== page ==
The $150,000 parental income cut-off to access these criteria was set in 2011 and has remained at $150,000 since its introduction. In addition, this parental income cut-off is the same regardless of family size. This doesn't reflect increasing wages or the extra costs associated with raising a larger family, household debt or real disposable income. The distance of students' parental homes in O'Connor to Perth, where universities are based, is significant. Unlike their city counterparts, these students are not able to live at home whilst studying and have their living expenses absorbed into the family home. Being unable to access financial assistance can prevent some regional students from pursuing tertiary study and places a significant financial burden on regional families.

The changes contained in this bill will help mitigate the disparity in access to higher education between regional students and their city counterparts. City students can live at home while studying at university or equivalent institutions and continue to be supported by the family. If they are eligible, they can also apply for youth allowance and receive an allowance of between $239 and $288 per fortnight.

Mr Deputy Speaker Mitchell, it's one of those days when clashes between the Federation Chamber and the main chamber come into play, but thank you for giving me the opportunity to continue my remarks on the Social Services Legislation Amendment (Student Reform) Bill 2018. I've run several forums in my electorate of O'Connor since my election to the seat in 2013. In 2015, Senator Bridget McKenzie came to O'Connor to co- host forums on this topic and, in 2017, Albany Senior High School and I co-hosted a forum regarding access to independent youth allowance. I also attended forums held by Professor John Halsey, who conducted the independent inquiry from which this legislation and reform have emanated.

Every forum I've held on this issue has been well attended by high school and gap year students, parents, teachers, educational professionals and others concerned about barriers that country kids experience in obtaining tertiary education. I commend all the attendees for sharing their personal and often heart-rending stories, and I acknowledge their welcome set of recommendations on how the federal government can address the obstacles they have encountered.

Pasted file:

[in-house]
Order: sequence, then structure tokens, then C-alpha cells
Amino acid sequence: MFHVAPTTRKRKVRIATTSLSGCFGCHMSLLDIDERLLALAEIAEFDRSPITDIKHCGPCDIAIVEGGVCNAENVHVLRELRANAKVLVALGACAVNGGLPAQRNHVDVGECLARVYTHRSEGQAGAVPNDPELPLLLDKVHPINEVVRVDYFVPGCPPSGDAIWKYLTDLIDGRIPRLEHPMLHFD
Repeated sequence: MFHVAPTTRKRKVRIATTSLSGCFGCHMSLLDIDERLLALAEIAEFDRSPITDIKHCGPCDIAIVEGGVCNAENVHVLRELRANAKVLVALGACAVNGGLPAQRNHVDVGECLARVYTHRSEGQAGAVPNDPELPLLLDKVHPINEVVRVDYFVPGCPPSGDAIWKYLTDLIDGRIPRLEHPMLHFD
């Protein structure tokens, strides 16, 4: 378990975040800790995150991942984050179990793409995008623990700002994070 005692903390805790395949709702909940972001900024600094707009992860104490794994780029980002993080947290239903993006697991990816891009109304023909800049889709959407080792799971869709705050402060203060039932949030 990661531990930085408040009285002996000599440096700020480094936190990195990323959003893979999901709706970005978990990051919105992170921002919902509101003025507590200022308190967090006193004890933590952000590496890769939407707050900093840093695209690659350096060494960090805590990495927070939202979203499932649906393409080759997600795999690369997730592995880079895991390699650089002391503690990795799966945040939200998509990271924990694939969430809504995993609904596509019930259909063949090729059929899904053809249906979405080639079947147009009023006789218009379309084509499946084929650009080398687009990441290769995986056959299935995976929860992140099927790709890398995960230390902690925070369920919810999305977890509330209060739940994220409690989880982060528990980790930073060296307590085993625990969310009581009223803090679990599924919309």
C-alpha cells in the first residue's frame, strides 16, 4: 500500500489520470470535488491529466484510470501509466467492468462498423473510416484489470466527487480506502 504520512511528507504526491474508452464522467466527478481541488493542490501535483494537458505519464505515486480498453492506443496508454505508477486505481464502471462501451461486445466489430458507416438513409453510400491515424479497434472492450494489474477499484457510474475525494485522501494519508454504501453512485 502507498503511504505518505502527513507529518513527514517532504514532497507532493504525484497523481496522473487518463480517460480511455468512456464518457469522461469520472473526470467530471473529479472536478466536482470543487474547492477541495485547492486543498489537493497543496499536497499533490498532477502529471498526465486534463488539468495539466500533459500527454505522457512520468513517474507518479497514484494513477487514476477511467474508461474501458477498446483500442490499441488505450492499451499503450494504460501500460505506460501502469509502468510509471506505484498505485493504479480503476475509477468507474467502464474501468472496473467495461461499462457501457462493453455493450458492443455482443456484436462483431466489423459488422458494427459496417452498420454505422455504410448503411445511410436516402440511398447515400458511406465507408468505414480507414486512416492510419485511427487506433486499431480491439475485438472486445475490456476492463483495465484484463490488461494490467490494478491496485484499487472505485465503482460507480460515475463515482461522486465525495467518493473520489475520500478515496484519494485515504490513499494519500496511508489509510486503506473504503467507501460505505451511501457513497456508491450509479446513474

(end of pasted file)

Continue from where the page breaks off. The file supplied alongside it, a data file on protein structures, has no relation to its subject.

A common scenario told to me by students and parents across the years in O'Connor is that students who have worked towards youth allowance eligibility under the regional independence criteria only failed due to a parental income of $150,000. These students have to rely on either part-time work or their parents to finance their living expenses of between $17,000 and $25,000 per year while studying at university. Youth allowance is the main benefit regional students seek to access to allow them to live guilt-free from a financial burden otherwise incurred by their parents, many of whom are supporting other siblings at school and university. My personal experience is that I worked for two years to obtain independent status for youth allowance and was able to move to the Muresk agricultural campus of Curtin University to pursue my agribusiness degree. Thirty years on, I'm proud to be part of a government that continues to work to make it easier for regional students to access tertiary education.

I want the House to know that, in 2017, 86 per cent of students from non-metropolitan areas earned an offer for a place at university, compared to 81.7 per cent of metropolitan kids. Yet, in the same year, only 72 per cent of those country students would accept their offer, compared to 78 per cent of their urban counterparts. Of those that accepted, 17 per cent of country students deferred their enrolment, more than double the deferral rate of their city-student counterparts. These statistics do not take into account those who did not accept a place but chose to take a gap year and apply for a place the following year.

The independent review identified that young people in regional Australia are half as likely to have completed  a university degree as their city counterparts. This is largely due to difficulties accessing financial assistance. In the year of 2017, there were approximately 1,400 year 12 graduates across O'Connor. Assuming they all pursue tertiary studies and all fall under the new criteria, just over 1,000 of them, or 75 per cent, will now be able to apply for youth allowance where they hadn't been able to do so before.

Continued on page 2.